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Easy chain rule for you guys

  1. Mar 24, 2008 #1
    [tex] y=2x^{sinx}[/tex]

    i know i should use the product rule within a chain rule. but how can i use chain rule with sinx

    is the anwser

    [tex] y=-2x^{cosx}[/tex]

    can anyone give me pointer to this easy problem and tell if am forgetting something.
     
  2. jcsd
  3. Mar 24, 2008 #2
    or maybe the answer is

    [tex] y=-2cosx [/tex]
     
  4. Mar 24, 2008 #3
    That definitely is not the answer. You need to realize what you're doing when you apply the chain rule. First of all, you are attemping to find [itex]\frac{dy}{dx}[/itex], which you have not indicated. Show your work and maybe we can help, but you first have to transform the equation into something you can work with (i.e. get rid of the exponent). How would you accomplish this?

    Edit: Is your equation [itex]y=2xsin(x)[/itex] or [itex]y=2x^{sinx}[/itex]?
     
  5. Mar 24, 2008 #4
    [itex]\frac{dy}{dx}[/itex] [tex] {y= 2x^{sinx}} [/tex]

    product rule
    [tex] f= 2 f'= 0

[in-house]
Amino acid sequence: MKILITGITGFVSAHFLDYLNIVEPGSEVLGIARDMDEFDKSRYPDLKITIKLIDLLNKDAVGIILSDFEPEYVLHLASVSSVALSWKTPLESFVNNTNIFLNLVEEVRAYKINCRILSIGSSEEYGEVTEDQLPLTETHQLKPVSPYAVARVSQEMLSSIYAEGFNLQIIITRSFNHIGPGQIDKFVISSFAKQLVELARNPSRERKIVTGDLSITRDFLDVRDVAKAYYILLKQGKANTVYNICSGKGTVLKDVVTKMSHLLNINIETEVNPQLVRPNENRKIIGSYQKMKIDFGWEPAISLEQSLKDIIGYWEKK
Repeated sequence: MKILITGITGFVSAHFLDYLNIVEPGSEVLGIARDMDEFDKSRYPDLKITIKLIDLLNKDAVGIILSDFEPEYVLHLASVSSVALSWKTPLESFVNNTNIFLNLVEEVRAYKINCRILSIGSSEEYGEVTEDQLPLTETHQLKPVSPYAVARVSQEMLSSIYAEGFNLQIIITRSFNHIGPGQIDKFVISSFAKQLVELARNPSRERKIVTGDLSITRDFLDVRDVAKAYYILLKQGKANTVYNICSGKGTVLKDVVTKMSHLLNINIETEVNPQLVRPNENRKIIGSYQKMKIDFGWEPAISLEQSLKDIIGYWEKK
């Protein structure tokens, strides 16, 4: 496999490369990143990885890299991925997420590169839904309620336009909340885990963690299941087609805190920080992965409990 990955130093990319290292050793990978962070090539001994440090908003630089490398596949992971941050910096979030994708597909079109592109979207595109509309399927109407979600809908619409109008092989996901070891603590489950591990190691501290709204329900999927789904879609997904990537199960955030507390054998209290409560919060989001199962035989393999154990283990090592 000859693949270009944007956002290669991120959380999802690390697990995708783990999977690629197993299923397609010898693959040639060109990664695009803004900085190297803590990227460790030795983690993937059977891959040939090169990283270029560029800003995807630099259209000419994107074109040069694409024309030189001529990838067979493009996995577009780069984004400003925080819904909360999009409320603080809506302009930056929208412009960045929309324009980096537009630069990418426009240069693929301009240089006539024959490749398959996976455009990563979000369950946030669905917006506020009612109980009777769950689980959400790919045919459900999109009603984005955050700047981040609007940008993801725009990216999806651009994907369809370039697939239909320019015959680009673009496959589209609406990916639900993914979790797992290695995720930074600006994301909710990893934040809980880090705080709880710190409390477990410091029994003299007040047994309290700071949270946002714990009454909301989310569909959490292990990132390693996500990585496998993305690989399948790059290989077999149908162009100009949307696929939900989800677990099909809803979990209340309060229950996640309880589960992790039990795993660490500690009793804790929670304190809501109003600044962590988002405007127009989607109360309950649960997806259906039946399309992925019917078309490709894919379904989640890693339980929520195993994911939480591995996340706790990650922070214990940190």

g= x g'=? [/tex]
    chain rule
    [tex] f= x f'= 1
    g=? g'=? [/tex]
    is the anser
    [tex]
    y'=-2x^{cosx} [/tex]
     
    Last edited: Mar 24, 2008
  6. Mar 24, 2008 #5
    You're making the assumption that:

    [tex]\frac{d}{dx}\;2x^{sin(x)}=-2x^{cos(x)}\rightarrow (f \circ g)' = f'\circ g\cdot g'=-2x^{cos(x)}[/tex]

    It doesn't.

    You're using the chain rule but incorrectly, use the product rule on the results.
     
    Last edited: Mar 24, 2008
  7. Mar 24, 2008 #6

    cristo

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    Staff Emeritus
    Science Advisor

    To evaluate this derivative I would take logarithms of both sides to get ln(y)=sinx.ln(2x) and then differentiate implicitly.
     
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